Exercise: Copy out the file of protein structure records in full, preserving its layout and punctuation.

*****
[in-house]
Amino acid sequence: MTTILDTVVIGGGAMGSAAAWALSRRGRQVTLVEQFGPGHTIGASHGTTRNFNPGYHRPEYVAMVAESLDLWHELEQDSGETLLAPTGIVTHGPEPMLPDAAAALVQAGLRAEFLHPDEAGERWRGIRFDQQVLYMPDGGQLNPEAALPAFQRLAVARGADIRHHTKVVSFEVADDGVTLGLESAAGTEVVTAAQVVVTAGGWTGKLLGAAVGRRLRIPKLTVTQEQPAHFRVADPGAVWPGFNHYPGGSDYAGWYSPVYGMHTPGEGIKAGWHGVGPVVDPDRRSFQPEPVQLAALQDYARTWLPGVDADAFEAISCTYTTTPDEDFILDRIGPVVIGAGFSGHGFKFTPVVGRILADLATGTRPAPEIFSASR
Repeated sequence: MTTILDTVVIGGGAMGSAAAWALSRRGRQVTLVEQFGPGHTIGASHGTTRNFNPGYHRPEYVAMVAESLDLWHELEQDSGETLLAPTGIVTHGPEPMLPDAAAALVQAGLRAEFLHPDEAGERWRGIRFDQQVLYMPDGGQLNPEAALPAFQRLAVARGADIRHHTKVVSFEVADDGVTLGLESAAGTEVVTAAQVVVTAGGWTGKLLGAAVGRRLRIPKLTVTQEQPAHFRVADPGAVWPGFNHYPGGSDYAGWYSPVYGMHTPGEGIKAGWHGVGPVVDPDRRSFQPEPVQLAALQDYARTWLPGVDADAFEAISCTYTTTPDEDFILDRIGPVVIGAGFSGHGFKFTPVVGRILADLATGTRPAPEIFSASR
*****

[in-house]
Amino acid sequence: MTTILDTVVIGGGAMGSAAAWALSRRGRQVTLVEQFGPGHTIGASHGTTRNFNPGYHRPEYVAMVAESLDLWHELEQDSGETLLAPTGIVTHGPEPMLPDAAAALVQAGLRAEFLHPDEAGERWRGIRFDQQVLYMPDGGQLNPEAALPAFQRLAVARGADIRHHTKVVSFEVADDGVTLGLESAAGTEVVTAAQVVVTAGGWTGKLLGAAVGRRLRIPKLTVTQEQPAHFRVADPGAVWPGFNHYPGGSDYAGWYSPVYGMHTPGEGIKAGWHGVGPVVDPDRRSFQPEPVQLAALQDYARTWLPGVDADAFEAISCTYTTTPDEDFILDRIGPVVIGAGFSGHGFKFTPVVGRILADLATGTRPAPEIFSASR
Repeated sequence: MTTILDTVVIGGGAMGSAAAWALSRRGRQVTLVEQFGPGHTIGASHGTTRNFNPGYHRPEYVAMVAESLDLWHELEQDSGETLLAPTGIVTHGPEPMLPDAAAALVQAGLRAEFLHPDEAGERWRGIRFDQQVLYMPDGGQLNPEAALPAFQRLAVARGADIRHHTKVVSFEVADDGVTLGLESAAGTEVVTAAQVVVTAGGWTGKLLGAAVGRRLRIPKLTVTQEQPAHFRVADPGAVWPGFNHYPGGSDYAGWYSPVYGMHTPGEGIKAGWHGVGPVVDPDRRSFQPEPVQLAALQDYARTWLPGVDADAFEAISCTYTTTPDEDFILDRIGPVVIGAGFSGHGFKFTPVVGRILADLATGTRPAPEIFSASR